Farmers as Your Partner in Saving the Environment

The new agricultural agenda represents a squandered chance. According to Joey Hodde, all green efforts have been expertly nipped in the bud thanks to a strong lobby.

The Popular Agricultural Policy (CAP) governs how agricultural subsidies are administered within the EU. This is no small matter, as agriculture receives approximately 60 billion euros per year, representing about a third of the total EU budget. Instead of spending the money in a manner that assists producers in making the transition to a better food system, it will be poured into a system that we all know is unsustainable for the next seven years.

The CAP, on the other hand, is something to be very proud of. With the horrors of the starvation winter in mind, this program was developed in 1962 with the goal of assisting farmers, increasing production, ensuring living wages, and preserving the countryside. As a result, Europe has not endured famine since the Second World War. You’d almost be singing the European national anthem.


Quarter of all greenhouse gases

We can produce more food and set an example for the rest of the world. However, there is a drawback to these advances. Our current food system may be expelling more food than ever before, but it is also depleting the soils, destroying the last bits of nature and biodiversity, and is responsible for about a quarter of all greenhouse gases. If we want to achieve the climate goals and stay below that dangerous limit of one and a half degrees of warming, the agricultural sector must play an important role in this.

Agricultural companies have been incentivized for years by banks and governments to grow as fast as possible and to blast productivity per square meter through the roof at all costs. Subsidies are now distributed on the basis of productivity, which has forced farmers to scale up, expand, and spray the fields with fertilizers and pesticides. The farmers cannot be blamed for that, but we must learn from this for the future.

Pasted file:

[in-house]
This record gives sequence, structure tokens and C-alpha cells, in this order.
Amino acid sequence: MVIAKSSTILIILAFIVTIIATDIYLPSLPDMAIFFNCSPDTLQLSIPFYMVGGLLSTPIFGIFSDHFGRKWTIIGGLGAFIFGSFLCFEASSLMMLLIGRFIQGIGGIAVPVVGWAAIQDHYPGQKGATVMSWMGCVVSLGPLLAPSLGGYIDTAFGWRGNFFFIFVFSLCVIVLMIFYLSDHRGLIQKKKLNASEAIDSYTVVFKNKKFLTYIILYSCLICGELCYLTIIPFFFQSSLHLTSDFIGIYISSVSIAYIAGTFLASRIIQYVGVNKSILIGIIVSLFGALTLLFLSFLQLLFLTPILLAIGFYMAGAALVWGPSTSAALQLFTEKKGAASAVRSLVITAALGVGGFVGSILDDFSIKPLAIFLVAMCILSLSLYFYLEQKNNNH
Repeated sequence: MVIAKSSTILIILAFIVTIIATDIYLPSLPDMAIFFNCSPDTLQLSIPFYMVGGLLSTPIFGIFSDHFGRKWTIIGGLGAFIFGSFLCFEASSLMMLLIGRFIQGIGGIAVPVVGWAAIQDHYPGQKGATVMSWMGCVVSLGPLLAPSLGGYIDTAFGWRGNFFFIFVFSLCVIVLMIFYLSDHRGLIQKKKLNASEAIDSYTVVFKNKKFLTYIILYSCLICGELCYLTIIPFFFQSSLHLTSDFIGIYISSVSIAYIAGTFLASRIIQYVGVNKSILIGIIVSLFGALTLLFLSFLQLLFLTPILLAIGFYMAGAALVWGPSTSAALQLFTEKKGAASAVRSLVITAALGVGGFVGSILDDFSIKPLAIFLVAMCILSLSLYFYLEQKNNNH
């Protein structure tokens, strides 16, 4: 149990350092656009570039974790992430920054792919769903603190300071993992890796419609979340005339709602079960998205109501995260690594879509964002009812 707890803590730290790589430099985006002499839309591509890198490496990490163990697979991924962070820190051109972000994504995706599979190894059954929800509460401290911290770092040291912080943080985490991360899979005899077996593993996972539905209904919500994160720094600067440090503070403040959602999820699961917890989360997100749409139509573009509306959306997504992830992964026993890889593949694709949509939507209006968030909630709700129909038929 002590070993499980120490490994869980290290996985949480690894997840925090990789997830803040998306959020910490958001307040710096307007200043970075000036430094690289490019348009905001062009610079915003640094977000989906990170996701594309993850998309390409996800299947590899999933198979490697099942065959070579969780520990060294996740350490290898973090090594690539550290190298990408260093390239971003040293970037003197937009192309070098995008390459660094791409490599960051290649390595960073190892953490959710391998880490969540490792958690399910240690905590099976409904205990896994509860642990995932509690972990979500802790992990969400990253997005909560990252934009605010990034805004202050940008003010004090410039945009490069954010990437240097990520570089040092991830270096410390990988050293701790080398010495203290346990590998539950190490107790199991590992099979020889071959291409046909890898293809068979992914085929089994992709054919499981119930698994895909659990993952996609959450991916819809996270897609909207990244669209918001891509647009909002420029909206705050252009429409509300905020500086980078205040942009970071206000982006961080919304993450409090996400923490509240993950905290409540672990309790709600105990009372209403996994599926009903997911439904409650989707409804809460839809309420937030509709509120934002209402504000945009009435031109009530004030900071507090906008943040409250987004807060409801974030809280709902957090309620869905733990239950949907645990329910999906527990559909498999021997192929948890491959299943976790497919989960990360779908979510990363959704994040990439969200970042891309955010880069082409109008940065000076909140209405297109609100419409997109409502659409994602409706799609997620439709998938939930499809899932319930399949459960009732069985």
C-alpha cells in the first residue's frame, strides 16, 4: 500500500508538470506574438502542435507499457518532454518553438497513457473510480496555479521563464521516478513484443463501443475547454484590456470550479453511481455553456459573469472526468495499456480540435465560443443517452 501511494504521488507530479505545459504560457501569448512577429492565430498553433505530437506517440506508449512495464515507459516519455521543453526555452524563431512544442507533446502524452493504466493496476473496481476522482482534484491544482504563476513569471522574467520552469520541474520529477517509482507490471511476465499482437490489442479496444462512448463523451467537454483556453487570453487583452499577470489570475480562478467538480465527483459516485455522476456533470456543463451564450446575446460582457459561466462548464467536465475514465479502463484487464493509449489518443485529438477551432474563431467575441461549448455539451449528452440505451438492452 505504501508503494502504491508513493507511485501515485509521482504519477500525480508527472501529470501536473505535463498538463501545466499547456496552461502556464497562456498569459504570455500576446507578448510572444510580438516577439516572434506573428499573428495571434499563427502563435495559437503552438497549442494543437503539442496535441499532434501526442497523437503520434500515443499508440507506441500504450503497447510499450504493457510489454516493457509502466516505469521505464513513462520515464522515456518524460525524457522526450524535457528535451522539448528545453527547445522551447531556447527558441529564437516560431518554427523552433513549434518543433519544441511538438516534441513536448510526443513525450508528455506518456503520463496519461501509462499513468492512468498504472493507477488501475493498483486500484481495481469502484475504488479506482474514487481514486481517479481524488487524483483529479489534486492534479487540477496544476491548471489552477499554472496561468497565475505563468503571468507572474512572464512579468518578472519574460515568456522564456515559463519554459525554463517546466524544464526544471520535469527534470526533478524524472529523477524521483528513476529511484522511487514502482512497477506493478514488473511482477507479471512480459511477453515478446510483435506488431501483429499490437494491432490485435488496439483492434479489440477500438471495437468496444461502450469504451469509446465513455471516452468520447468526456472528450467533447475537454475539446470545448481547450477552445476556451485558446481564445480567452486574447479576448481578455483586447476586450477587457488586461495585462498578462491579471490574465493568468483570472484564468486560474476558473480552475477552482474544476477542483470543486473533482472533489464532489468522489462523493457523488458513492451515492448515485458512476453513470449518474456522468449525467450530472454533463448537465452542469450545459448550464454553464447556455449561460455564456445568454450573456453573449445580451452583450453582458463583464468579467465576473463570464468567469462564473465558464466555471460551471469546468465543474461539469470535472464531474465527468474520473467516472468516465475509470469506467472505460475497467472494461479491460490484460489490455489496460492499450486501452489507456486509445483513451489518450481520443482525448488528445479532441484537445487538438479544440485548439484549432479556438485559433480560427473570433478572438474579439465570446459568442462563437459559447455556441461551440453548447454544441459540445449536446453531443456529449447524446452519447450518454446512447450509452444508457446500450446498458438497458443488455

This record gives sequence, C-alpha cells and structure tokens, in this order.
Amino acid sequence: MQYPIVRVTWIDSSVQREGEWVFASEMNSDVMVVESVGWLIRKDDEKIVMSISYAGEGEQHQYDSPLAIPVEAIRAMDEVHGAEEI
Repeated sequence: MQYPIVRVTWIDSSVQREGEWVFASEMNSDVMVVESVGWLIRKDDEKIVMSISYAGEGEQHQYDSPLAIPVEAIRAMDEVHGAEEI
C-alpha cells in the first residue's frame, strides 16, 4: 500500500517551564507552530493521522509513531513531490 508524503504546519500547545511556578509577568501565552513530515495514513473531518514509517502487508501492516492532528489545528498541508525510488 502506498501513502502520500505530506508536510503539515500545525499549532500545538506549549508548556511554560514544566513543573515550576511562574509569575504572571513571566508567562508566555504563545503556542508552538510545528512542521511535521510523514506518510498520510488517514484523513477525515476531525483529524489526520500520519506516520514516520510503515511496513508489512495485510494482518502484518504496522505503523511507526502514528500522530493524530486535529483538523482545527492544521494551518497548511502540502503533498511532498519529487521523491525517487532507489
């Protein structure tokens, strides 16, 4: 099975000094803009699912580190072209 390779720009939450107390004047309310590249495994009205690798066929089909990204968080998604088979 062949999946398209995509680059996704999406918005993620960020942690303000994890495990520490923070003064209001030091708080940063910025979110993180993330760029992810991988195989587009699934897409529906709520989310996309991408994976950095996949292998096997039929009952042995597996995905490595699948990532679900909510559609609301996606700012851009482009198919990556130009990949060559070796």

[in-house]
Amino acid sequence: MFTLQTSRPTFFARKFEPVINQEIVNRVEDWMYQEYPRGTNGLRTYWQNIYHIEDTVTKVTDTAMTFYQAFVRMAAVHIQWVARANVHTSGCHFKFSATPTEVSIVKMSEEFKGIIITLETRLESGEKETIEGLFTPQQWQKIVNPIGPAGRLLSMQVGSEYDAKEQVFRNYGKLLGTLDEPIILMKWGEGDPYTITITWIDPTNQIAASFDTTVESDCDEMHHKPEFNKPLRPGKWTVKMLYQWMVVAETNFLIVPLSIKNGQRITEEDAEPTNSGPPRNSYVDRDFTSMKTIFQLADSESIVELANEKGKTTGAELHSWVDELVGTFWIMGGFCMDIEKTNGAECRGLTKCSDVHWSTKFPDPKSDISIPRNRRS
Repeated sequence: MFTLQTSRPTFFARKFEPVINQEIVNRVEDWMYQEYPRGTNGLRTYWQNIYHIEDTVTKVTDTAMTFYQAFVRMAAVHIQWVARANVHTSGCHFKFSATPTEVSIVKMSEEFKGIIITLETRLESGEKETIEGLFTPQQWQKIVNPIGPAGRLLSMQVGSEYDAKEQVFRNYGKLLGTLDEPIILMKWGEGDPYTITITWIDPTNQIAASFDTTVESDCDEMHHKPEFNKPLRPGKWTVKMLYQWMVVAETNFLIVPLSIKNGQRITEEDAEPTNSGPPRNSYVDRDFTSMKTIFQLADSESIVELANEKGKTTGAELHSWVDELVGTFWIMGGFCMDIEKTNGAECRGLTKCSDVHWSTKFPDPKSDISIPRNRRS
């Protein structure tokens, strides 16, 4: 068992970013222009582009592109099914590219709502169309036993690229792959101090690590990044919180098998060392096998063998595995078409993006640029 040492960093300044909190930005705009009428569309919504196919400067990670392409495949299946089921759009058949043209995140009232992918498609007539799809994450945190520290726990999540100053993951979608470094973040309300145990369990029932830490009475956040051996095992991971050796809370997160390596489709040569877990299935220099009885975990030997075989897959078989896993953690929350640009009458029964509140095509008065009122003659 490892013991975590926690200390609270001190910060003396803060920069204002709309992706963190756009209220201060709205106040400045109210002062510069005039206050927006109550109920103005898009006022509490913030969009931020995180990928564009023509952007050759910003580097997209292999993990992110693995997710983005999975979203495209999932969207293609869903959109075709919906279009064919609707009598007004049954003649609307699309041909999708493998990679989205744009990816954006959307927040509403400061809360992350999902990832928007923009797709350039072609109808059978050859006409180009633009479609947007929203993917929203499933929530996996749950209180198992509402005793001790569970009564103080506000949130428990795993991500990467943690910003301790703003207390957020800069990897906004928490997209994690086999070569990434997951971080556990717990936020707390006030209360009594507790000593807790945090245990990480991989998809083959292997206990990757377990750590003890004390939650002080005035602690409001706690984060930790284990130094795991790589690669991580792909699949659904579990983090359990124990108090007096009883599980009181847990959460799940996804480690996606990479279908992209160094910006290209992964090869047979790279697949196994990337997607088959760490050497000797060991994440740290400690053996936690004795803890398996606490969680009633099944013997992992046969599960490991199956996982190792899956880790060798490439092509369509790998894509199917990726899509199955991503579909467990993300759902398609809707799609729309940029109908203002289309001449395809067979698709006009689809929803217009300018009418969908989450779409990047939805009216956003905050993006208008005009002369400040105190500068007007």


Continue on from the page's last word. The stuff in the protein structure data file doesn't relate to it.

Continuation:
In other countries, they have a rich tradition of structuring our agricultural policy almost entirely on the basis of crisis management. For years, the VVD and the CDA, for example, did not want to face the nitrogen problem, and when a critical limit was reached, the farmers were the victims. If we had developed a plan for the future together with the farmers 10 years ago and had released some pots, we could have prevented the crisis completely.


Nipped in the bud

The same thing threatens to happen with the CAP. Powerful interest groups for industrial agriculture, fertilizer and poison producers, in collaboration with the conservative Christian Democrats, have skilfully nipped all measures for sustainability in the bud. With natural carbon storage in the soil, non-toxic agriculture and biodiverse field margins, farmers can be an important partner in the fight against climate change and loss of biodiversity. Instead of using that power, the CAP simply continues the disastrous line of the past decades.

If we use all the roots to maintain the old systems, there will soon be only sticks left to achieve the climate goals. Some think that is not only stupid, but also a middle finger to the farmers. Let us make farmers allies in the battle against climate change by providing a CAP and ‘ecommerce web design services’ to assist them in taking the following actions.